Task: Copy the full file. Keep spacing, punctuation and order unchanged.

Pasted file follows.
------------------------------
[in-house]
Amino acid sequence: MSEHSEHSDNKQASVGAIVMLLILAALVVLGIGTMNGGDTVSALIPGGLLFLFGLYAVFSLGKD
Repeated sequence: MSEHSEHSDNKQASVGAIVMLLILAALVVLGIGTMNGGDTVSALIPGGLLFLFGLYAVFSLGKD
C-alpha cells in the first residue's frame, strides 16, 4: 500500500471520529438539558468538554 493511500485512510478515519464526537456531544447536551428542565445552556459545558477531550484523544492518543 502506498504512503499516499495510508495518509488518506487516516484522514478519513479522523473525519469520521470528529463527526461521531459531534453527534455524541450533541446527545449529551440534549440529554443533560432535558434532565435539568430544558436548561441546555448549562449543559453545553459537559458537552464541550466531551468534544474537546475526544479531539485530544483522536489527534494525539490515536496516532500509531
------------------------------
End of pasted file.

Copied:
[in-house]
Amino acid sequence: MSEHSEHSDNKQASVGAIVMLLILAALVVLGIGTMNGGDTVSALIPGGLLFLFGLYAVFSLGKD
Repeated sequence: MSEHSEHSDNKQASVGAIVMLLILAALVVLGIGTMNGGDTVSALIPGGLLFLFGLYAVFSLGKD
C-alpha cells in the first residue's frame, strides 16, 4: 500500500471520529438539558468538554 493511500485512510478515519464526537456531544447536551428542565445552556459545558477531550484523544492518543 502506498504512503499516499495510508495518509488518506487516516484522514478519513479522523473525519469520521470528529463527526461521531459531534453527534455524541450533541446527545449529551440534549440529554443533560432535558434532565435539568430544558436548561441546555448549562449543559453545553459537559458537552464541550466531551468534544474537546475526544479531539485530544483522536489527534494525539490515536496516532500509531